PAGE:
MS 14 Sidney Lanier Collection

Sidney Lanier Collection
1852-2005 [bulk 1864-1985]
MS 14

Descriptive Summary

Creator: Lanier, Sidney
Title: Sidney Lanier Collection
Dates: 1852-2005 [bulk 1864-1985]

Abstract: This collection consists of items pertaining to the person of Sidney Lanier, his family, his work, and his influence upon American and especially Georgian society.

Quantity: 1.5 cubic feet

Administrative History

Sidney Clopton Lanier was born February 3, 1842 in Macon, GA to Robert Sampson Lanier and Mary Jane Anderson. He only had one sibling, a brother by the name of Clifford Lanier. In 1857, Sidney entered Oglethorpe College, then located in Midway, GA (two miles from Milledgeville) and enrolled there to study for several years. Under the guidance and influence of Dr. James Woodrow (uncle to Woodrow Wilson), he developed a great passion for science and applying it to everyday life (especially the fields of music and poetry). Upon graduation and by the persuasion of Dr. Woodrow, Lanier stayed on at the University to continue as a tutor for a short while. Following Oglethorpe, Lanier tried to follow in his family’s wish by practicing law, but could not become interested in this field. Shortly thereafter, the Civil War began and Lanier joined the Confederate Army working as a blockade runner until his capture; in which during his imprisonment, Sidney contracted tuberculosis which would plague him the rest of his life and eventually lead to his death. In the following years, Sidney returned back to his hometown of Macon in which he wed Mary Day in 1867 and proceeded to father four sons by her. The years following would be a journey by first Sidney alone and Mary following with the family throughout Maryland, New York, and even San Antonio, where his goals were to find a cure for his illness, pursue his dream within the arts (that is continuing to write poetry), and even play flute within the orchestra at the Peabody Conservatory of Music. His passion and talent in music presented itself in various forms from being a first flute, writing music scores, and especially of poetry influenced by the the music. During these years, Lanier would become well-known for his performances and would eventually join the faculty at Johns Hopkins University and become a popular lecturer during his day. His illness, though, caused him to become quite weak until in 1881, Lanier with his family went to the mountains of North Carolina in hopes the air would rejuvenate him, but instead this came to be his final resting place.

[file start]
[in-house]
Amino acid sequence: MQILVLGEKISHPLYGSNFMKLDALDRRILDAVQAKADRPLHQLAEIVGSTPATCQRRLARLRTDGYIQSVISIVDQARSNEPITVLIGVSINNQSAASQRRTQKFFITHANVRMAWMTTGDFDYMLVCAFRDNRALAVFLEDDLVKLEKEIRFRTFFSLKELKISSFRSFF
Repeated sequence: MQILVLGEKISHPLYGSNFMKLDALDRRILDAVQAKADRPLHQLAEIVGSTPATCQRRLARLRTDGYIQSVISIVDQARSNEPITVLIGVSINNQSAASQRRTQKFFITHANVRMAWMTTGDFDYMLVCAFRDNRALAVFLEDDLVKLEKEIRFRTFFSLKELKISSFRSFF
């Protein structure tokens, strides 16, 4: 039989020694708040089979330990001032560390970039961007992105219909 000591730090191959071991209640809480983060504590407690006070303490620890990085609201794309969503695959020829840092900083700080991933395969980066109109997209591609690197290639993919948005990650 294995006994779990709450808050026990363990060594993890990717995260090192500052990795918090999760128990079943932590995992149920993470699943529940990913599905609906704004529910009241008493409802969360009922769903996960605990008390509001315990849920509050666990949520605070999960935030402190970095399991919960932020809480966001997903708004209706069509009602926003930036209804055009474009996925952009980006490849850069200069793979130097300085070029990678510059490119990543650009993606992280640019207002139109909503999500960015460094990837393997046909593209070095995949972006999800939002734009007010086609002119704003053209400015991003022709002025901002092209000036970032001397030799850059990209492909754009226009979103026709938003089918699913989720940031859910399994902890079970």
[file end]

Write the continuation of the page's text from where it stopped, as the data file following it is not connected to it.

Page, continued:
This collection is arranged by medium, sub-arranged chronologically.


This collection consists of documents and items pertaining to Sidney Lanier, his immediate family, close friends, association with Oglethorpe University, and ties with Georgia history. The items include newspaper clippings, printed materials, commemorative stamps, music scores, postcards, and original letters.



Subject Headings

Lanier, Sidney, 1842-1881

Lanier, Sidney, 1842-1881, Bibliography

Lanier, Sidney, 1842-1881, Correspondence

Lanier Papers, 1877-1922

Poets, American — 19th century

Lanier, Mary Day, Correspondence

Monroe, Blanche Kell


Folder List

Box 1

Folder 1. Clippings (copies), 1913-1996

Folder 2. Printed Materials, 1952, 1967

Folder 3. Printed Materials, 1940, 1947, 1960, 1992

Folder 4. Pamphlets, 1992

Folder 5. Pamphlets, 1921, 1942

Folder 6. Busts, 1985, 1991, 2005

Folder 7. Lanier Collections at Other Institutions

Folder 8. International Exhibition Program, 1876

Folder 9. Correspondence re: Lanier, 1941, 1962, 1985, 1991, 1992

Folder 10. Commemorative Stamp, 1941, 1972

Folder 11. Postcards, Stationary

Folder 12. Sidney Lanier Poetry Award, 1962, 1963

Folder 13. Sidney Lanier Room – Lupton Hall (OU)

Folder 14. Ephemera

Folder 15. Sheet Music

Folder 16. Poems

Folder 17. Newspaper Clippings (originals), 1913-1996

Box 2

Folder 1. Writings by Lanier

Folder 2. Letters, 1878-1890

Folder 3. Letters from Mary Lanier, 1852-1916

Folder 4. Letters to Mary Lanier, 1873-1916

Folder 5. Letters to Mrs. Blanche Kell, 1864-1910

Folder 6. Lanier Family Correspondence, 1863-1871

Folder 7. Letters from Sidney Lanier, Jr., 1900-1907

Folder 8. Letters, Family & Friends, 1912

Folder 9. Transcribed Copies of Letters

Box that held the “Letters of Mary Day Lanier – Wife of Sidney Lanier”

Administrative Information

Preferred Citation:
Please cite Sidney Lanier Collection, MS 14, Archives, Philip Weltner Library, Oglethorpe University, Atlanta, Georgia. Permission to publish from this collection must be approved in writing by the Director of the Library, Oglethorpe University.

Further Information

This collection contains some items in which the relevance may be unknown to the researcher.

Anna Ruby Falls – one of Lanier’s famous poems is entitled “The Song of the Chattahoochee” in which these falls are the juncture as to where the first major river (Smith Creek) joins the Chattahoochee.

St. Simon’s Island – one of the largest Golden Isles near Tybee Island situated directly across from the Marshes of Glynn, immortalized in the poem “The Marshes of Glynn” by Lanier.

James Larwood – His collection at the Georgia Historical Society contains one of the finest collections of Georgiana in existence.